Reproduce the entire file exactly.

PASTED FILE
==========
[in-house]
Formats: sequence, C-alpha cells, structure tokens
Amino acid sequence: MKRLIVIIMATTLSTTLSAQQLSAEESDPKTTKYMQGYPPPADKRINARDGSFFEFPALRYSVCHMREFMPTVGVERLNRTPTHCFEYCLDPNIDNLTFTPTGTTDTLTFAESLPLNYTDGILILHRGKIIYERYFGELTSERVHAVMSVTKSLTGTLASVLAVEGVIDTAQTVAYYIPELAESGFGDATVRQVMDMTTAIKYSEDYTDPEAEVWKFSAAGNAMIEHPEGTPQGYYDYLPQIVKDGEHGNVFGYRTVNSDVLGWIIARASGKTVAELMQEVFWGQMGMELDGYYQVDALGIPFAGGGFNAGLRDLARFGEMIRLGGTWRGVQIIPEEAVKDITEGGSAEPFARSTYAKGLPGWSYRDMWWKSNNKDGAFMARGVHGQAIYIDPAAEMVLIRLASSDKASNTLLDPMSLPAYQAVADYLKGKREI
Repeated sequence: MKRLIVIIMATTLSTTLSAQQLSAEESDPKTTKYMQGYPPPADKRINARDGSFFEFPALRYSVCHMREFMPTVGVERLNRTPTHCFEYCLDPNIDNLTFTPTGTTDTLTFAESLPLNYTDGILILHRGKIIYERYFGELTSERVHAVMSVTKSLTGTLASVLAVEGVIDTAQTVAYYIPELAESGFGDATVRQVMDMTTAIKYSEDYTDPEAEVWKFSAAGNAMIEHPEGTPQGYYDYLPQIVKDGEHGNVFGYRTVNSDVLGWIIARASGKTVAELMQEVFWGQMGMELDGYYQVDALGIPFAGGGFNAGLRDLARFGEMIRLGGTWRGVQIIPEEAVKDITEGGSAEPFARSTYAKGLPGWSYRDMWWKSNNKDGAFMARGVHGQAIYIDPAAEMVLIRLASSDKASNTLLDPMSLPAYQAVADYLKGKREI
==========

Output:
[in-house]
Formats: sequence, C-alpha cells, structure tokens
Amino acid sequence: MKRLIVIIMATTLSTTLSAQQLSAEESDPKTTKYMQGYPPPADKRINARDGSFFEFPALRYSVCHMREFMPTVGVERLNRTPTHCFEYCLDPNIDNLTFTPTGTTDTLTFAESLPLNYTDGILILHRGKIIYERYFGELTSERVHAVMSVTKSLTGTLASVLAVEGVIDTAQTVAYYIPELAESGFGDATVRQVMDMTTAIKYSEDYTDPEAEVWKFSAAGNAMIEHPEGTPQGYYDYLPQIVKDGEHGNVFGYRTVNSDVLGWIIARASGKTVAELMQEVFWGQMGMELDGYYQVDALGIPFAGGGFNAGLRDLARFGEMIRLGGTWRGVQIIPEEAVKDITEGGSAEPFARSTYAKGLPGWSYRDMWWKSNNKDGAFMARGVHGQAIYIDPAAEMVLIRLASSDKASNTLLDPMSLPAYQAVADYLKGKREI
Repeated sequence: MKRLIVIIMATTLSTTLSAQQLSAEESDPKTTKYMQGYPPPADKRINARDGSFFEFPALRYSVCHMREFMPTVGVERLNRTPTHCFEYCLDPNIDNLTFTPTGTTDTLTFAESLPLNYTDGILILHRGKIIYERYFGELTSERVHAVMSVTKSLTGTLASVLAVEGVIDTAQTVAYYIPELAESGFGDATVRQVMDMTTAIKYSEDYTDPEAEVWKFSAAGNAMIEHPEGTPQGYYDYLPQIVKDGEHGNVFGYRTVNSDVLGWIIARASGKTVAELMQEVFWGQMGMELDGYYQVDALGIPFAGGGFNAGLRDLARFGEMIRLGGTWRGVQIIPEEAVKDITEGGSAEPFARSTYAKGLPGWSYRDMWWKSNNKDGAFMARGVHGQAIYIDPAAEMVLIRLASSDKASNTLLDPMSLPAYQAVADYLKGKREI